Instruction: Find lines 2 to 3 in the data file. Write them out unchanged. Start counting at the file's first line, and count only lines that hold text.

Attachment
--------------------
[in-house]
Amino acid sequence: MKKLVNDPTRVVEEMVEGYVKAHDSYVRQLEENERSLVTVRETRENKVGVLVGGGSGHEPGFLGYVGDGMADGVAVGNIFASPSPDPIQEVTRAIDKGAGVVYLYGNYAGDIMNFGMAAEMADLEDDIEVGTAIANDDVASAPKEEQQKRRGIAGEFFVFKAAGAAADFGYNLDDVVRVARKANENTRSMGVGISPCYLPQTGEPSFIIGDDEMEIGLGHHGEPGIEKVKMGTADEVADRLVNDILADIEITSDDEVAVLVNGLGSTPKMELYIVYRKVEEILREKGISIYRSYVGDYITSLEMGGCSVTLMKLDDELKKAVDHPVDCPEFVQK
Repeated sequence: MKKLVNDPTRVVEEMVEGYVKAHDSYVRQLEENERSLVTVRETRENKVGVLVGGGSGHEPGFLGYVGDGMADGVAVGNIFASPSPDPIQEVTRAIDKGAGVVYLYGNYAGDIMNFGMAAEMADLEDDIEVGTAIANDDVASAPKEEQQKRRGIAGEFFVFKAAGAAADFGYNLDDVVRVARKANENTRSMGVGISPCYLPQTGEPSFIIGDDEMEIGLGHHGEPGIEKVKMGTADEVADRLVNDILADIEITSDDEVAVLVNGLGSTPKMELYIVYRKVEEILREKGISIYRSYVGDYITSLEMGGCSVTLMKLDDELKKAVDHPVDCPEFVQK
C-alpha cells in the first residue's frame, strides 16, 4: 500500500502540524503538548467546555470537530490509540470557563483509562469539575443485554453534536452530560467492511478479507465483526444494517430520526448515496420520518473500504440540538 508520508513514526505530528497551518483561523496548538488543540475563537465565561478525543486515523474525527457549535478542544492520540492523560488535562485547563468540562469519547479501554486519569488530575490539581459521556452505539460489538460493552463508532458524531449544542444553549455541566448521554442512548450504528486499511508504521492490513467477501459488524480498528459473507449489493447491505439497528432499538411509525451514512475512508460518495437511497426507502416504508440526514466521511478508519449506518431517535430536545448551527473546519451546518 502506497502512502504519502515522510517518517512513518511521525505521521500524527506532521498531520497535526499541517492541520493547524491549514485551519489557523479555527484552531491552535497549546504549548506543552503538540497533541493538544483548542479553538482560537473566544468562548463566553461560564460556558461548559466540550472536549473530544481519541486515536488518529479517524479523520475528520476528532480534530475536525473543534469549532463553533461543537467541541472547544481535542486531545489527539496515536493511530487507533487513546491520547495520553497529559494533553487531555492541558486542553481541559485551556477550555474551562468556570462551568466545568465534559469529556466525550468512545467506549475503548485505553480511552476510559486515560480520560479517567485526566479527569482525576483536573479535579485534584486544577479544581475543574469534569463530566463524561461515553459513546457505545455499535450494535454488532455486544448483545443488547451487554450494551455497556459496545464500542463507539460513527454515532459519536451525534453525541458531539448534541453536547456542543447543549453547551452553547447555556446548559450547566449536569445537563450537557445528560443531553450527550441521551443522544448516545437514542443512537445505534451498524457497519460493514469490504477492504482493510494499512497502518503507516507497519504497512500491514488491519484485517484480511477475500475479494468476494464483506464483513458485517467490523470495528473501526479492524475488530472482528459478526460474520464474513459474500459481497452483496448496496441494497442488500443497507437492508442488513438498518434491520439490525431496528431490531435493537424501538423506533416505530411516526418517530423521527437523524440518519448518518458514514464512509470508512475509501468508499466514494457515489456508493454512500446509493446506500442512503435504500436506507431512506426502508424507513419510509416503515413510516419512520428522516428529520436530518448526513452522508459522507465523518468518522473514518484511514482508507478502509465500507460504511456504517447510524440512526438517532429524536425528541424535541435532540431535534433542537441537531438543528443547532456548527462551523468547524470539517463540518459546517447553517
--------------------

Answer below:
Amino acid sequence: MKKLVNDPTRVVEEMVEGYVKAHDSYVRQLEENERSLVTVRETRENKVGVLVGGGSGHEPGFLGYVGDGMADGVAVGNIFASPSPDPIQEVTRAIDKGAGVVYLYGNYAGDIMNFGMAAEMADLEDDIEVGTAIANDDVASAPKEEQQKRRGIAGEFFVFKAAGAAADFGYNLDDVVRVARKANENTRSMGVGISPCYLPQTGEPSFIIGDDEMEIGLGHHGEPGIEKVKMGTADEVADRLVNDILADIEITSDDEVAVLVNGLGSTPKMELYIVYRKVEEILREKGISIYRSYVGDYITSLEMGGCSVTLMKLDDELKKAVDHPVDCPEFVQK
Repeated sequence: MKKLVNDPTRVVEEMVEGYVKAHDSYVRQLEENERSLVTVRETRENKVGVLVGGGSGHEPGFLGYVGDGMADGVAVGNIFASPSPDPIQEVTRAIDKGAGVVYLYGNYAGDIMNFGMAAEMADLEDDIEVGTAIANDDVASAPKEEQQKRRGIAGEFFVFKAAGAAADFGYNLDDVVRVARKANENTRSMGVGISPCYLPQTGEPSFIIGDDEMEIGLGHHGEPGIEKVKMGTADEVADRLVNDILADIEITSDDEVAVLVNGLGSTPKMELYIVYRKVEEILREKGISIYRSYVGDYITSLEMGGCSVTLMKLDDELKKAVDHPVDCPEFVQK